President Biden is cutting short an international trip and returning to the U.S. on Sunday in order to resume in-person debt talks with congressional lawmakers, a source familiar told The Hill.

The president will leave as planned for Hiroshima, Japan on Wednesday for the Group of Seven (G-7) summit, which runs until Sunday. He was supposed to visit Papua New Guinea and later attend the Quad Leaders’ Summit in Sydney on May 24, but has canceled that part of the trip.

The president spoke to Australian Prime Minister Anthony Albanese on Tuesday to inform him that he would be “postponing” his visit to Australia and invited him for an official visit to the U.S., press secretary Karine Jean-Pierre said in a statement.

She added that the president’s team “engaged” with the Papua New Guinea prime minister’s team to inform them of the canceled visit.

“Revitalizing and reinvigorating our alliances and advancing partnerships like the Quad remains a key priority for the President,” Jean-Pierre said. “This is vital to our ability to advance our foreign policy goals and better promote global stability and prosperity.”

NBC first reported that Biden would return on Sunday, citing that he wants to “ensure Congress takes action.”

The White House earlier on Tuesday left open the possibility of Biden cutting the trip short while debt talks remain at a standstill. 

National Security spokesman John Kirby confirmed earlier on Tuesday  that Biden will leave as planned for Japan but added, “We’re re-evaluating the rest of the trip now.”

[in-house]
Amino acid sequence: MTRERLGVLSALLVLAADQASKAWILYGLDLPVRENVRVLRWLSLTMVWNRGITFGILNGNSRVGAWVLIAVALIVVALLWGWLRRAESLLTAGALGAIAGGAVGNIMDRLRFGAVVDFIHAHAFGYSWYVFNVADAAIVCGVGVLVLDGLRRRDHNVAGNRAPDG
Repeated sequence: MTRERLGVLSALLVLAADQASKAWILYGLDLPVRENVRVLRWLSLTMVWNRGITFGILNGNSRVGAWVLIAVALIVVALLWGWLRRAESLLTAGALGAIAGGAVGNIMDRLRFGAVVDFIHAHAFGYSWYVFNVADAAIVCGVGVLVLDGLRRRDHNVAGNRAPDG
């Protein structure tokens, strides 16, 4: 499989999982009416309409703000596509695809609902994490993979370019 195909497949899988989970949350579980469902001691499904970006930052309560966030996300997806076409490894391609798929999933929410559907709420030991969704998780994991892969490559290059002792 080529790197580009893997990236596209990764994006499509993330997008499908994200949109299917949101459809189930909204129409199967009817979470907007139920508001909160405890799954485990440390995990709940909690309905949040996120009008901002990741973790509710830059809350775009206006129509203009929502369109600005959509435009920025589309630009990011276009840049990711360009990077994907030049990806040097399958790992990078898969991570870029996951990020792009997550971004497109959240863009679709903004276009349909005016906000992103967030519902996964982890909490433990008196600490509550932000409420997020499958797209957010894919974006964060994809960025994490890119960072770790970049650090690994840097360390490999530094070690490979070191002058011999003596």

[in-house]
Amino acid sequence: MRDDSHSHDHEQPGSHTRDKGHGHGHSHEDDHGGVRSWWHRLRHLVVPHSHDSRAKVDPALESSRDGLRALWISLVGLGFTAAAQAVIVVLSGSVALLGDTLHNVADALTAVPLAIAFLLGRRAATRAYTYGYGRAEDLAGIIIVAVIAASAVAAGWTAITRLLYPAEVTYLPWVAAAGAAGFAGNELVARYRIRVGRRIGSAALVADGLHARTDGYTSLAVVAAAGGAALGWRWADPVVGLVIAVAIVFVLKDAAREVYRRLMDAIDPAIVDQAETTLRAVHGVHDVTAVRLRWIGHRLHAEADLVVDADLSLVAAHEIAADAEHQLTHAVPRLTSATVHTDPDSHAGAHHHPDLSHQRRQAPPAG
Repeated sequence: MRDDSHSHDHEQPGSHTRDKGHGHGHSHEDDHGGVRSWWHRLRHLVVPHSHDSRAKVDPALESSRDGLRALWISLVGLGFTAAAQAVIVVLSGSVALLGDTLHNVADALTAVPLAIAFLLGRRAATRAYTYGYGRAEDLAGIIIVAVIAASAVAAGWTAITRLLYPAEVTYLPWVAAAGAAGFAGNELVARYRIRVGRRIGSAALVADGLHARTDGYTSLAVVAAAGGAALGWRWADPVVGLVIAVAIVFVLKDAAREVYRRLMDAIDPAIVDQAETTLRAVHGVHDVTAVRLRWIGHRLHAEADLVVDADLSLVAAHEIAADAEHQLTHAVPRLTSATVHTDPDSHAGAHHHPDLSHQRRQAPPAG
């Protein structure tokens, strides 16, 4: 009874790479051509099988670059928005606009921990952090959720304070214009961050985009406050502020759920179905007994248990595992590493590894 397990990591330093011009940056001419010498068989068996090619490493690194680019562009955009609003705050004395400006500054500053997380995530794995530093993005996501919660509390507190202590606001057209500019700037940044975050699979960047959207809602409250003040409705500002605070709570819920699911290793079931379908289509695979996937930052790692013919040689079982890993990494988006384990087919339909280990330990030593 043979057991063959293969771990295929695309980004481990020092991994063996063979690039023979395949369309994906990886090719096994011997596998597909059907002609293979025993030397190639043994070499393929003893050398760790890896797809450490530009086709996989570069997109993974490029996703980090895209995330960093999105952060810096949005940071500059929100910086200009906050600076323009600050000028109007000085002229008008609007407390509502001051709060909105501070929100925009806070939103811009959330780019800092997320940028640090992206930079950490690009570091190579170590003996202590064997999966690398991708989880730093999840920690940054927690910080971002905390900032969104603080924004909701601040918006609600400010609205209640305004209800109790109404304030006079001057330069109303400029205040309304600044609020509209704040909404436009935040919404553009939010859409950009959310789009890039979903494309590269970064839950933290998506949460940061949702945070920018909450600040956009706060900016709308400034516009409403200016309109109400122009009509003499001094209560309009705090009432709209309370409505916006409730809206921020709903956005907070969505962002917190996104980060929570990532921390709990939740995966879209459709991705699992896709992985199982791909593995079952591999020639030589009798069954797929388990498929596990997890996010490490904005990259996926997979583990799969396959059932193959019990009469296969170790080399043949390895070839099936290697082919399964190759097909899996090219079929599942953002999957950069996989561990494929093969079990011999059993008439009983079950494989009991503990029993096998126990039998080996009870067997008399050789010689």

“It’s difficult for me to tell you exactly what to anticipate at this point,” he said. “Given where we are right now, it’s also incredibly prudent and responsible for the president to take a look at the rest of the trip.” He added that the White House will “make a determination relatively soon.”

More coverage of the debt ceiling from The Hill:

The news broke about Biden returning on Sunday and canceling the second portion of the trip as he was meeting with congressional leaders, including Speaker Kevin McCarthy (R-Calif.), after staffers huddled over the last few days to discuss possible solutions. Vice President Harris, who won’t be traveling to the G-7, was in the meeting on Tuesday after but wasn’t in the meeting last week.

The second meeting in the past eight days comes up against the June 1 deadline the Treasury Department determined would be the date the U.S. could default on trillions of dollars of debt, which could cause havoc on the financial system.

Kirby on Tuesday noted that he can only speak to Biden’s plans at the G-7 taking place this weekend and that the White House is “working through, thinking through” what the rest of the president’s trip could look like.

“If the trip gets truncated or changed or modified in any way it should be nothing more than a statement of the president putting his priorities where they need to be,” Kirby said.

“We wouldn’t even be having this discussion about the effect of the debt ceiling debate on the trip if Congress would do its job and raise the debt ceiling, the way it’s always done,” he added.

Kirby also said that foreign leaders in Papua New Guinea and part of the Quad Leaders’ group would “understand” that Biden has to focus on avoiding default.

Updated 4:52 p.m.